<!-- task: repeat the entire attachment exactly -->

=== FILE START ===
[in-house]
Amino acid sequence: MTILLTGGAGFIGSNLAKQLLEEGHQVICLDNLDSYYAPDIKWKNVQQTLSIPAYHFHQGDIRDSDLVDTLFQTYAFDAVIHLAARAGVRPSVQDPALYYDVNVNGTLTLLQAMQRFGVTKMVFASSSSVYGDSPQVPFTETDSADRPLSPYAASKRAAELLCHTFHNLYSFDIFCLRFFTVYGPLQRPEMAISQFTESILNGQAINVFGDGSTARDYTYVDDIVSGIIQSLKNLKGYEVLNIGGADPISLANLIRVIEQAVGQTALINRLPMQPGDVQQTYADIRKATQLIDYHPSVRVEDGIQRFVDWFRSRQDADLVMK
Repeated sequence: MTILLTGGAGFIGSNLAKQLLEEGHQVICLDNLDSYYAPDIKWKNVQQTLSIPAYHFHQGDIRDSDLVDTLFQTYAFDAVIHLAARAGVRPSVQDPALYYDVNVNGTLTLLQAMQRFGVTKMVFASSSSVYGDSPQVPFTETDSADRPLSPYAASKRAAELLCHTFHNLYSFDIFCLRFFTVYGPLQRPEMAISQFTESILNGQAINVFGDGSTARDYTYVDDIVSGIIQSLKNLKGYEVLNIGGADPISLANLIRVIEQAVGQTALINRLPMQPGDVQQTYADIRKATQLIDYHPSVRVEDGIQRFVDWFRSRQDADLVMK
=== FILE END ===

[in-house]
Amino acid sequence: MTILLTGGAGFIGSNLAKQLLEEGHQVICLDNLDSYYAPDIKWKNVQQTLSIPAYHFHQGDIRDSDLVDTLFQTYAFDAVIHLAARAGVRPSVQDPALYYDVNVNGTLTLLQAMQRFGVTKMVFASSSSVYGDSPQVPFTETDSADRPLSPYAASKRAAELLCHTFHNLYSFDIFCLRFFTVYGPLQRPEMAISQFTESILNGQAINVFGDGSTARDYTYVDDIVSGIIQSLKNLKGYEVLNIGGADPISLANLIRVIEQAVGQTALINRLPMQPGDVQQTYADIRKATQLIDYHPSVRVEDGIQRFVDWFRSRQDADLVMK
Repeated sequence: MTILLTGGAGFIGSNLAKQLLEEGHQVICLDNLDSYYAPDIKWKNVQQTLSIPAYHFHQGDIRDSDLVDTLFQTYAFDAVIHLAARAGVRPSVQDPALYYDVNVNGTLTLLQAMQRFGVTKMVFASSSSVYGDSPQVPFTETDSADRPLSPYAASKRAAELLCHTFHNLYSFDIFCLRFFTVYGPLQRPEMAISQFTESILNGQAINVFGDGSTARDYTYVDDIVSGIIQSLKNLKGYEVLNIGGADPISLANLIRVIEQAVGQTALINRLPMQPGDVQQTYADIRKATQLIDYHPSVRVEDGIQRFVDWFRSRQDADLVMK